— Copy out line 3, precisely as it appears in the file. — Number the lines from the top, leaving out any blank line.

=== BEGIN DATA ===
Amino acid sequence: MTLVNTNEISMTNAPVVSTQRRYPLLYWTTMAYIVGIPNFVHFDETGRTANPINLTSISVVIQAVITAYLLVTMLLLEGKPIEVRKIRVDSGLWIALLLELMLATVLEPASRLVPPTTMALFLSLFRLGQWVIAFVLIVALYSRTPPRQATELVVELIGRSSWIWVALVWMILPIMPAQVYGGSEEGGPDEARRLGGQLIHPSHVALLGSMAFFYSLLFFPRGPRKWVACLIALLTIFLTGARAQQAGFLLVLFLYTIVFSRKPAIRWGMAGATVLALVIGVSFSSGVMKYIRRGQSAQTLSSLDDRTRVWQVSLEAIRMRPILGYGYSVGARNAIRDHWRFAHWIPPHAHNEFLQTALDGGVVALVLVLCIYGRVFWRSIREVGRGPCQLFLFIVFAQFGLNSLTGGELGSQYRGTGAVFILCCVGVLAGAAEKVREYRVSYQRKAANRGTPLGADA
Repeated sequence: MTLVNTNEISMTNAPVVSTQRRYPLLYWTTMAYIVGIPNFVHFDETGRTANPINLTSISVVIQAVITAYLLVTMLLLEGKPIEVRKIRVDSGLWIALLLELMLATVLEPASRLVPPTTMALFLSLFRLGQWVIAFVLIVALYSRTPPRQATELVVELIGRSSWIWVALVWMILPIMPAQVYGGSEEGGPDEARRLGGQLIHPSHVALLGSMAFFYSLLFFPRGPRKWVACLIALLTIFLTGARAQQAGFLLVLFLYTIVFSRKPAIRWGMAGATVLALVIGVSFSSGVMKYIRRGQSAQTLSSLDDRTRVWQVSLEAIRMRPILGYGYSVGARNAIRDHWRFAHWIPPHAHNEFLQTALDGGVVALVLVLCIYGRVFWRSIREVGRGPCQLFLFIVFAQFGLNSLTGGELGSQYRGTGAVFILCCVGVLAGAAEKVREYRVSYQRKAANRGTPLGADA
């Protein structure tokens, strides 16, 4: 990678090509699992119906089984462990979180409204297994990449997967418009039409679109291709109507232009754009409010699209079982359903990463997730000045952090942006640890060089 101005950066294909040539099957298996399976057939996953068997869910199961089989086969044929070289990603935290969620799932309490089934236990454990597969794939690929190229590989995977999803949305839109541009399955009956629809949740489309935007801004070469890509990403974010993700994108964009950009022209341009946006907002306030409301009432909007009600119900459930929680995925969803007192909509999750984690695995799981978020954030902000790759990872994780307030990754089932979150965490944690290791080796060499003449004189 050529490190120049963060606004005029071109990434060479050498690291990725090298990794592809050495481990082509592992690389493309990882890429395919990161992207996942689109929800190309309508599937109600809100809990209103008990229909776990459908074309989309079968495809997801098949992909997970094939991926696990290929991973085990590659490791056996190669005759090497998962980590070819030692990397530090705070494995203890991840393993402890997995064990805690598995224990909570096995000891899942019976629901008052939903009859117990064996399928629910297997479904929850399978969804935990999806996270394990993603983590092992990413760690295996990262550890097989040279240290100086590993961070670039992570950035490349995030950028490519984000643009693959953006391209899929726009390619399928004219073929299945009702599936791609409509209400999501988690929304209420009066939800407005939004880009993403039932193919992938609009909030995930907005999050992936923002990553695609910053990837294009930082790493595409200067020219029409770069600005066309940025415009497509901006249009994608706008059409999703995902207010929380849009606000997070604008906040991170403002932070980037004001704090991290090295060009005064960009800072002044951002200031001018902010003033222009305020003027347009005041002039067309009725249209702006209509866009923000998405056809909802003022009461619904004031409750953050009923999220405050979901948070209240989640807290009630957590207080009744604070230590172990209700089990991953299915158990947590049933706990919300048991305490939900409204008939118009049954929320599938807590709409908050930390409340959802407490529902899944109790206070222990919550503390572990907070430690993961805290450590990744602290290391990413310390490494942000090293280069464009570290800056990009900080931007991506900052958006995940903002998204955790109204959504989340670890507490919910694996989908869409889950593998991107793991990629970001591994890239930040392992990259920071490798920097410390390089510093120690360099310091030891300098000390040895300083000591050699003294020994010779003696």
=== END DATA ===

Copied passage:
């Protein structure tokens, strides 16, 4: 990678090509699992119906089984462990979180409204297994990449997967418009039409679109291709109507232009754009409010699209079982359903990463997730000045952090942006640890060089 101005950066294909040539099957298996399976057939996953068997869910199961089989086969044929070289990603935290969620799932309490089934236990454990597969794939690929190229590989995977999803949305839109541009399955009956629809949740489309935007801004070469890509990403974010993700994108964009950009022209341009946006907002306030409301009432909007009600119900459930929680995925969803007192909509999750984690695995799981978020954030902000790759990872994780307030990754089932979150965490944690290791080796060499003449004189 050529490190120049963060606004005029071109990434060479050498690291990725090298990794592809050495481990082509592992690389493309990882890429395919990161992207996942689109929800190309309508599937109600809100809990209103008990229909776990459908074309989309079968495809997801098949992909997970094939991926696990290929991973085990590659490791056996190669005759090497998962980590070819030692990397530090705070494995203890991840393993402890997995064990805690598995224990909570096995000891899942019976629901008052939903009859117990064996399928629910297997479904929850399978969804935990999806996270394990993603983590092992990413760690295996990262550890097989040279240290100086590993961070670039992570950035490349995030950028490519984000643009693959953006391209899929726009390619399928004219073929299945009702599936791609409509209400999501988690929304209420009066939800407005939004880009993403039932193919992938609009909030995930907005999050992936923002990553695609910053990837294009930082790493595409200067020219029409770069600005066309940025415009497509901006249009994608706008059409999703995902207010929380849009606000997070604008906040991170403002932070980037004001704090991290090295060009005064960009800072002044951002200031001018902010003033222009305020003027347009005041002039067309009725249209702006209509866009923000998405056809909802003022009461619904004031409750953050009923999220405050979901948070209240989640807290009630957590207080009744604070230590172990209700089990991953299915158990947590049933706990919300048991305490939900409204008939118009049954929320599938807590709409908050930390409340959802407490529902899944109790206070222990919550503390572990907070430690993961805290450590990744602290290391990413310390490494942000090293280069464009570290800056990009900080931007991506900052958006995940903002998204955790109204959504989340670890507490919910694996989908869409889950593998991107793991990629970001591994890239930040392992990259920071490798920097410390390089510093120690360099310091030891300098000390040895300083000591050699003294020994010779003696």